The debate over revising TANF rules for vocational education continues a long running debate over the role of education in welfare-to-work programs. In the general population, higher levels of educational attainment translate into higher earnings. Welfare recipients tend to have lower levels of educational attainment than the general population. Yet the research on welfare-to-work programs finds that education-focused programs do not outperform programs that emphasize rapid attachment to jobs in raising employment and earnings of cash assistance recipients. This research, however, is not specific to programs that focus specifically on vocational education. Many welfare recipients do not have the prerequisites for postsecondary vocational education (i.e., they lack a high school degree). Moreover, many recipients who have such prerequisites participate in vocational education on their own (without a program mandate), which dilutes the measured impact of education-focused programs.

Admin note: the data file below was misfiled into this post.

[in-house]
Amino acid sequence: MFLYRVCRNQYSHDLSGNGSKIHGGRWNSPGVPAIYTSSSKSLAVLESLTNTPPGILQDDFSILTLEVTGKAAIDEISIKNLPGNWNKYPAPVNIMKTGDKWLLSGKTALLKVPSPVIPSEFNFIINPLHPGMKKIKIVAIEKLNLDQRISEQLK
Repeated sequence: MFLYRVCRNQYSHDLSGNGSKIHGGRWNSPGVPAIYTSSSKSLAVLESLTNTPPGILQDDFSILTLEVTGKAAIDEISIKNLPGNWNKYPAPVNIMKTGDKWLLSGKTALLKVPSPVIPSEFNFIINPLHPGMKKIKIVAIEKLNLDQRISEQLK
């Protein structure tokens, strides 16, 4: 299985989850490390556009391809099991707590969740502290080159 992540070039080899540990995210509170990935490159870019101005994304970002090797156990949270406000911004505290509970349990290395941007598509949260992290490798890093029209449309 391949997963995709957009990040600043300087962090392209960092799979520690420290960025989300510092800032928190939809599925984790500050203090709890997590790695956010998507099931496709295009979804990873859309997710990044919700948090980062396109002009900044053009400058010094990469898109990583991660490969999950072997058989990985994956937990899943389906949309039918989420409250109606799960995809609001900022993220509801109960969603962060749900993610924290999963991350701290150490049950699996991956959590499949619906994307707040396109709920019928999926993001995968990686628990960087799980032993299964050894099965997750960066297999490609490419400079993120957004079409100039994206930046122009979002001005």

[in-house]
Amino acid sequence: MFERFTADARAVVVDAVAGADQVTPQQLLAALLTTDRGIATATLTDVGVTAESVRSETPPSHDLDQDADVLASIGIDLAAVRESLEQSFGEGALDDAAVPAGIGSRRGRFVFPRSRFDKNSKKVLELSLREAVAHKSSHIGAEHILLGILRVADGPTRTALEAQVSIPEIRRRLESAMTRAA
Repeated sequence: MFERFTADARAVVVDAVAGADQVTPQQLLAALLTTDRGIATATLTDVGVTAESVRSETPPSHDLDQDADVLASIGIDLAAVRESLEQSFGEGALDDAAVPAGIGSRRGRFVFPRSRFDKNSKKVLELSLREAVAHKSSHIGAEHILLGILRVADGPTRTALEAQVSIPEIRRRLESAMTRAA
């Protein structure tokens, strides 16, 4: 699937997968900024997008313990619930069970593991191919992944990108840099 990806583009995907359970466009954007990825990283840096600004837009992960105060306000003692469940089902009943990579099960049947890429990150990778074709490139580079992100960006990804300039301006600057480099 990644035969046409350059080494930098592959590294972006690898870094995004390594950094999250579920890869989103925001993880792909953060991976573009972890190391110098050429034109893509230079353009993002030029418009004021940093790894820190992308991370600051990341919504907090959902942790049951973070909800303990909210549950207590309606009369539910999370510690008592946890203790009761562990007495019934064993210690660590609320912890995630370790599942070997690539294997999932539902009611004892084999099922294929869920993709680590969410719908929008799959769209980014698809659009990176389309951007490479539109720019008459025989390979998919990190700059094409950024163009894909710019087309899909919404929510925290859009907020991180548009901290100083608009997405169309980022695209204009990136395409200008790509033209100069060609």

The current debate takes place in a different context than welfare debates prior to TANF. TANF’s fixed funding provides states a strong incentive to reduce caseloads — even if Congress permitted more vocational education to count toward participation standards, states would still have the incentive to place recipients in activities that would speed their entry into jobs and exit from the welfare rolls. Further, the debate can be broadened to include part-time education and training for working recipients and other low-income parents. The majority of postsecondary students can be classified as “nontraditional” — with characteristics like TANF recipients (older, having dependents and often working). A key question is whether “targeted” programs of vocational or postsecondary education or programs that emphasize part-time education combined with work will be effective in achieving some of the policy goals — particularly raising incomes — which have eluded most evaluated welfare-to-work programs. This report will be updated as events warrant. (author abstract)